On June 21, 1778, New Hampshire voted to ratify the United States Constitution, the ninth state of the original thirteen colonies to do so and the last needed to complete the ratification process.
Prior to that, the colonies operated under the Articles of Confederation. The Articles provided a loose governmental structure that recognized and maintained the independence of the thirteen colonies but proved weak and particularly insufficient in a time of war. Recruitment and support for the Continental Army especially suffered, forcing commanding General George Washington to repeatedly plead for troops, food, and supplies, pleas often ignored.
A Convention was held to address the shortcomings of the Articles, but in the minds of the majority, not to abolish or replace them. A revision was the expectation. Some delegates, however, viewed the Articles as fatally flawed and the need for a strong federal government as essential, most notably James Madison and Alexander Hamilton. Washington was elected President of the Convention. Ultimately the Articles of Confederation were abandoned by the Convention and replaced with a proposed Constitution of the United States of America.
Five states initially voted to ratify the Constitution, but by close votes in many instances, Delaware the first, followed by Pennsylvania, New Jersey, Georgia, and Connecticut. And adoption was hotly contested elsewhere, including by some of the leading patriots of the day. Patrick Henry of Virginia and Sam Adams of Massachusetts railed against what they perceived as an overarching federal government likely to impinge on the freedoms and rights of the citizenry. “Federalist” and “anti-Federalist” camps grew, and positions hardened. Notably, Article VII of the proposed Constitution provided that ratification only required the assent of nine states, a provision opposed by Benjamin Franklin, who believed unanimity from all thirteen was necessary.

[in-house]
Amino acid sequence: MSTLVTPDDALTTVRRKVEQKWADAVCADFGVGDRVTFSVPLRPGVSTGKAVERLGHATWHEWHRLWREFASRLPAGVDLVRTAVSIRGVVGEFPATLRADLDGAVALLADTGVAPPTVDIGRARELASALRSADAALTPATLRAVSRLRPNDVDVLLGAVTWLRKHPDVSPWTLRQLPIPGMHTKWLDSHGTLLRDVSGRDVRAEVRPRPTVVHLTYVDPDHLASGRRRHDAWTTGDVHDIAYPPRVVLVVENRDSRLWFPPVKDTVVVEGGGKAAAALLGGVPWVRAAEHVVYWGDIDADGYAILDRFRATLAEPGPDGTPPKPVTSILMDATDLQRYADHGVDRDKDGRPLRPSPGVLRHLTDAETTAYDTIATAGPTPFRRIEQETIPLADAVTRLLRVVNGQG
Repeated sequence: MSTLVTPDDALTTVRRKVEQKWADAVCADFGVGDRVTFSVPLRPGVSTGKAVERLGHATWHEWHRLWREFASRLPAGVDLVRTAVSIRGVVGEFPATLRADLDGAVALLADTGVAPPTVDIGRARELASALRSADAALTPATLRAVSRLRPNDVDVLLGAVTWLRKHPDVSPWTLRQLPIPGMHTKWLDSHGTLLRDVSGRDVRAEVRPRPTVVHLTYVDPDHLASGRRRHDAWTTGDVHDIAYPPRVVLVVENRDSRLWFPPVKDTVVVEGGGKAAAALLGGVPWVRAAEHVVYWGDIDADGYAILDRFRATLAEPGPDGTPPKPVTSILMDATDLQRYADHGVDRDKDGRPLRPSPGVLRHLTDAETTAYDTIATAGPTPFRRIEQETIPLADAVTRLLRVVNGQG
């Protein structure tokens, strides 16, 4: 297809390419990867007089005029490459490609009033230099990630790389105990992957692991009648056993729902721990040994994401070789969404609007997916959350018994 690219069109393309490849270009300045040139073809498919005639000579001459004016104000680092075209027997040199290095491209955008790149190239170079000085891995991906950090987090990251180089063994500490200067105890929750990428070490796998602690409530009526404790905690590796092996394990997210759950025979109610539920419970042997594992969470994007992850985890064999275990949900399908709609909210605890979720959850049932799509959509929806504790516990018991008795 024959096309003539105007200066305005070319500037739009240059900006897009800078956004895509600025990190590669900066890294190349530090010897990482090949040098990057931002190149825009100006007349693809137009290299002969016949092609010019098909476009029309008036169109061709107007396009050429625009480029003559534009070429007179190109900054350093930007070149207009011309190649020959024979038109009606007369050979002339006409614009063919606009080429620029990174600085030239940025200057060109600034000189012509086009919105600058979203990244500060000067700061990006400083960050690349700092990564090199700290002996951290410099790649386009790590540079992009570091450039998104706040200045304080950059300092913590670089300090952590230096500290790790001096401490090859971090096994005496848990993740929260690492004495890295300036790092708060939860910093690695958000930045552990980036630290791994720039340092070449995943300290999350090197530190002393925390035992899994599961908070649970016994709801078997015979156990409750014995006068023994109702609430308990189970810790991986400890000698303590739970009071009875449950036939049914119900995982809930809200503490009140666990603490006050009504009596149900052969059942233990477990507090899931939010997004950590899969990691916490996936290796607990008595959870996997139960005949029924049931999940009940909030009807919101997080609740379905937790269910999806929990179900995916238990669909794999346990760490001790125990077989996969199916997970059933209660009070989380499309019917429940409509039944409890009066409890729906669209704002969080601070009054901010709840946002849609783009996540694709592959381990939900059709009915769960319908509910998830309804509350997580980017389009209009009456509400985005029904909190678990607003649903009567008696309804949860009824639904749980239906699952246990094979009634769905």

“Federalist” and “anti-federalist” camps ultimately resolved their differences through the Massachusetts Compromise, an agreement whereby anti-federalists supported ratification in exchange for federalists’ support for amendments that would later become known as the Bill of Rights. Soon thereafter, Massachusetts ratified, followed by Maryland and South Carolina.
Ten days after Massachusetts ratification New Hampshire convened their Constitutional Convention, on February 13, 1788, spearheaded by friends of George Washington, John Langdon, and former Continental Army General John Sullivan. Some, including former General Henry Knox, were convinced new Hampshire would simply follow the lead of Massachusetts, but Langdon and Sullivan knew resistance would be significant, owing to western New Hampshire concern over a potentially oppressive federal government and a lack of enthusiasm for enhanced shipping commerce that the new Constitution was expected to bring. Langdon and Sullivan proved correct. After nine days, the New Hampshire Convention adjourned without ratification.
But from February to June, Langdon and Sullivan negotiated with opposition delegates, including convincing four who opposed ratification to stay home from the reconvened Convention, and finally, on June 21, 1788, with a series of amendments to the Constitution proposed, New Hampshire ratified by a vote of 57 yays and 47 nays, making the Constitution of the United States the law of the land.
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